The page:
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Felix Galimir and Chamber Ensemble

at Sanders last night

By Robert G. Kopelson

The philosophy of the Harvard Summer Concert Series seems to consist of indulging its audiences with the familiar while at the same time requiring that it ingest increasing amounts of the new and not so easily palatable. Pianist Leonard Shure opened the series with a completely traditional program of Chopin, Schubert and Beethoven; a week later Jamie and Ruth Laredo deferred to general taste with Bach and Beethoven, but managed to sneak in the somewhat post-Romanticist Sonata Concertante of contemporary Leon Kirchner; last night violinist Felix Galimir and his chamber ensemble (one almost expected the program to read "Felix Galimir and guests") went even further: avoiding the 19th century entirely, the group plunged right in with two works of extremely modern idiom, both composed within the last two decades.

First on the program was the Quintet for 2 Violins, 2 violas and cello (1958) of Roger Sessions. The work is in three movements, nominally conforming to the standard fast-slow-fast alternation of classical sonatas. The first ("Movimento tranquillo") seemed to be written for violin solo with string accompaniment, which might be a function either of the composer's intentions of the energetic playing of Mr. Galimir. The second movement ("Adagio ed Espressivo") exploited the high register of the violin, giving the music a strongly passionate flavor; after a while, however, the emphasis on extreme registers began to wear (at least on these untutored ears) and passion passed over into hysteria. The last movement, ("Allegro appasionato.") was a curiously dance-like finale with its predominantly triple meter (this, too, is a bit of heritage from the musical past) and was quite lighthearted compared to the general severity of the piece. Throughout the Quintet composer Sessions demonstrated a fantastic command of string emsemble sounds and effects: the use of block chords in the four upper strings underlined by 'cello pizzicato, as well as the fleeting recurrences of muted ponticello, were particularly notable.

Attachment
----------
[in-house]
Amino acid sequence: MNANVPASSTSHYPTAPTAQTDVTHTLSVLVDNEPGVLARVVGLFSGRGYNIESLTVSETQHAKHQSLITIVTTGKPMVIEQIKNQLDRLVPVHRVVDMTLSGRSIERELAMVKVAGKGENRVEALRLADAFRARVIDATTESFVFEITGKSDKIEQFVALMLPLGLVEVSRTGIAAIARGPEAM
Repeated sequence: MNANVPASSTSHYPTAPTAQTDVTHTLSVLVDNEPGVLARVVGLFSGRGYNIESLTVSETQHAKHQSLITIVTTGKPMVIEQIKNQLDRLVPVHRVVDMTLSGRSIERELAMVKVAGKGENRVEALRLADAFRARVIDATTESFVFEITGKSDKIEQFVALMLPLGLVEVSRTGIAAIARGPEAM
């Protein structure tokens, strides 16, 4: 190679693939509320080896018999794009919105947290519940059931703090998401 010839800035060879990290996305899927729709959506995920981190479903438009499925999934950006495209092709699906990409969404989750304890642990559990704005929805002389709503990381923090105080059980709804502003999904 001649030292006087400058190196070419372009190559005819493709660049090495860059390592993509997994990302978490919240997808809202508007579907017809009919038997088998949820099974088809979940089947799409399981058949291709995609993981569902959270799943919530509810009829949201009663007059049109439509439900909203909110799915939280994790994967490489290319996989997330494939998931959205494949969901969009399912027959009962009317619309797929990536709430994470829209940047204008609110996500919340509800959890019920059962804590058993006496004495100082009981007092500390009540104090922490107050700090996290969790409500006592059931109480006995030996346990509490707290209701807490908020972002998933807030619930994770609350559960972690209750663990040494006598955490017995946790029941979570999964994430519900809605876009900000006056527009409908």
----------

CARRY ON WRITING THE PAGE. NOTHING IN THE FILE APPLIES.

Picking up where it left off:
In the world of string chamber music, it takes works of great individuality to prevent the subtleties and arcanities of the medium from melting into homogeneity. The String Trio Op. 45 of Arnold Schoenberg is much like the Sessions in outward appearance: three sections of alternating mood written in a deceptively similar atonal style.

But the Schoenberg is in reality quite a different piece. Written slightly over a decade before the Sessions Quintet, the Trio is possibly even more severe in idiom. Where the Sessions is expansive, the Schoenberg is concentrated, pithy, intense. Contrasts are much more frequent and stark, with ferocity and elegy following in close succession in a kind of mosaic sound. Schoenberg's use of effects such as tremolo, col legno and harmonics is absolutely chilling.

If the purpose of the first half of the program was epater le bourgeois, the thought behind the second must have been to send 'em home happy. This was done effectively by Galimir and company's performance of Mozart's Divertimento No. 7 in D major, K. 205. Scored for violin, viola, 'cello, double bass, two French horns and bassoon, the piece provided a refreshing antidote to the solid-string sound that had preceeded it. The preponderance of instruments with low ranges tended to make the piece a bit bottom heavy, but Galimir played as if trying to make up singlehandedly for the dearth of treble companions. He more than succeeded.

As the programs of the Concert Series get more adventurous, attendance at Sanders becomes less enthusiastic, (though those who do come are as responsive as ever). This is too bad, since a lot of important but seldom-performed music is being played. The Galimir group are excellent exponents of works like the Sessions and Schoenberg, and it is well worth anybody's while to hear them perform.

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